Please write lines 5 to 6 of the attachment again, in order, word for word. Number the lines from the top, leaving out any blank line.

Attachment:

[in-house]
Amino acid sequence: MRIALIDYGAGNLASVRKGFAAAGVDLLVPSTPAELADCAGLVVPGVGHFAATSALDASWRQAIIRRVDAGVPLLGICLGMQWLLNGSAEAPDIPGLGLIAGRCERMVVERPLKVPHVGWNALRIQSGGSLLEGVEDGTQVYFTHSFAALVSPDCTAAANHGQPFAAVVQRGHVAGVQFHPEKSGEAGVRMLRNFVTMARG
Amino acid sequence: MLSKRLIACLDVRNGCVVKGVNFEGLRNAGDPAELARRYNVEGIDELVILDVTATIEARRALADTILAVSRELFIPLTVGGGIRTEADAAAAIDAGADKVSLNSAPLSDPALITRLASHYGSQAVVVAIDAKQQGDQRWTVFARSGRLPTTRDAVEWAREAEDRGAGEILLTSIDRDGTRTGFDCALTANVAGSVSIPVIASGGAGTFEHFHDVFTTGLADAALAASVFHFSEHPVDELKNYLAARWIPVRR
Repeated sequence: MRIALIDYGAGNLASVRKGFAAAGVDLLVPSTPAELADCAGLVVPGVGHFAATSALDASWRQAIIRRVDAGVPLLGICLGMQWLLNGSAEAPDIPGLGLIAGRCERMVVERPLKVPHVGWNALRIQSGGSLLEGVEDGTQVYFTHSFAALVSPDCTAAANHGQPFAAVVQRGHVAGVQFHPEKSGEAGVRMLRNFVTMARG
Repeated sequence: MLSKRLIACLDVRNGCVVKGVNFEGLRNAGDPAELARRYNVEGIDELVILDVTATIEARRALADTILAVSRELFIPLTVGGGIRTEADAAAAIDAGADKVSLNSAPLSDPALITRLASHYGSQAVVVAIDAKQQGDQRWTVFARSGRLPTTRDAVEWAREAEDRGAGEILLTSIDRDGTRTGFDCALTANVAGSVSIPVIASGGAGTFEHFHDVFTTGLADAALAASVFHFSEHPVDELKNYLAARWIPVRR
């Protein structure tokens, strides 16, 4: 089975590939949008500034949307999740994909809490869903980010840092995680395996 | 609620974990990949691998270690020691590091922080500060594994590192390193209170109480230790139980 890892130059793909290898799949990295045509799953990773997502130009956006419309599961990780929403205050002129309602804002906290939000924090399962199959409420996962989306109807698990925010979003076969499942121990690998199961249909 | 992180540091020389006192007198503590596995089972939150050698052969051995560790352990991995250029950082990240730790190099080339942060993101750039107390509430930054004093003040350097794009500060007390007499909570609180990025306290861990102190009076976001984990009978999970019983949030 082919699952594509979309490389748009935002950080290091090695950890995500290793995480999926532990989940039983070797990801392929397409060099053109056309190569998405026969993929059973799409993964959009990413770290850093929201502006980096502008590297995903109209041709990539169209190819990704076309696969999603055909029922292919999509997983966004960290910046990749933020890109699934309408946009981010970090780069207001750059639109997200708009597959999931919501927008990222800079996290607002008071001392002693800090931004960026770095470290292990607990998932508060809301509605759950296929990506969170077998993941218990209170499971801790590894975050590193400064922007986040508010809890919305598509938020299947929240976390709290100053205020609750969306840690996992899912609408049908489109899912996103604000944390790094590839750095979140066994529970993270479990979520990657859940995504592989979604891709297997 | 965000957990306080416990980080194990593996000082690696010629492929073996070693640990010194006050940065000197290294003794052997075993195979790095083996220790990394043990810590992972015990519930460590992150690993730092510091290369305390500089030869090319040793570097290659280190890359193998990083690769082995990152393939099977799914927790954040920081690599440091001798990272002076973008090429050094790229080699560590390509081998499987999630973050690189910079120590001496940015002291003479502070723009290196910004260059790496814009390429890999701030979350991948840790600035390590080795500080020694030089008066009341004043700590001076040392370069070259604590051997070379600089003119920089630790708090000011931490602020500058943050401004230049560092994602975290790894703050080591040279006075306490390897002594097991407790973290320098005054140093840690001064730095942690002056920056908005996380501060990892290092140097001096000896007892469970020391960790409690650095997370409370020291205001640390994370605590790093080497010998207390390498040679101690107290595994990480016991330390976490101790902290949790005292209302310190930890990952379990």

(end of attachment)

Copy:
Repeated sequence: MLSKRLIACLDVRNGCVVKGVNFEGLRNAGDPAELARRYNVEGIDELVILDVTATIEARRALADTILAVSRELFIPLTVGGGIRTEADAAAAIDAGADKVSLNSAPLSDPALITRLASHYGSQAVVVAIDAKQQGDQRWTVFARSGRLPTTRDAVEWAREAEDRGAGEILLTSIDRDGTRTGFDCALTANVAGSVSIPVIASGGAGTFEHFHDVFTTGLADAALAASVFHFSEHPVDELKNYLAARWIPVRR
């Protein structure tokens, strides 16, 4: 089975590939949008500034949307999740994909809490869903980010840092995680395996 | 609620974990990949691998270690020691590091922080500060594994590192390193209170109480230790139980 890892130059793909290898799949990295045509799953990773997502130009956006419309599961990780929403205050002129309602804002906290939000924090399962199959409420996962989306109807698990925010979003076969499942121990690998199961249909 | 992180540091020389006192007198503590596995089972939150050698052969051995560790352990991995250029950082990240730790190099080339942060993101750039107390509430930054004093003040350097794009500060007390007499909570609180990025306290861990102190009076976001984990009978999970019983949030 082919699952594509979309490389748009935002950080290091090695950890995500290793995480999926532990989940039983070797990801392929397409060099053109056309190569998405026969993929059973799409993964959009990413770290850093929201502006980096502008590297995903109209041709990539169209190819990704076309696969999603055909029922292919999509997983966004960290910046990749933020890109699934309408946009981010970090780069207001750059639109997200708009597959999931919501927008990222800079996290607002008071001392002693800090931004960026770095470290292990607990998932508060809301509605759950296929990506969170077998993941218990209170499971801790590894975050590193400064922007986040508010809890919305598509938020299947929240976390709290100053205020609750969306840690996992899912609408049908489109899912996103604000944390790094590839750095979140066994529970993270479990979520990657859940995504592989979604891709297997 | 965000957990306080416990980080194990593996000082690696010629492929073996070693640990010194006050940065000197290294003794052997075993195979790095083996220790990394043990810590992972015990519930460590992150690993730092510091290369305390500089030869090319040793570097290659280190890359193998990083690769082995990152393939099977799914927790954040920081690599440091001798990272002076973008090429050094790229080699560590390509081998499987999630973050690189910079120590001496940015002291003479502070723009290196910004260059790496814009390429890999701030979350991948840790600035390590080795500080020694030089008066009341004043700590001076040392370069070259604590051997070379600089003119920089630790708090000011931490602020500058943050401004230049560092994602975290790894703050080591040279006075306490390897002594097991407790973290320098005054140093840690001064730095942690002056920056908005996380501060990892290092140097001096000896007892469970020391960790409690650095997370409370020291205001640390994370605590790093080497010998207390390498040679101690107290595994990480016991330390976490101790902290949790005292209302310190930890990952379990």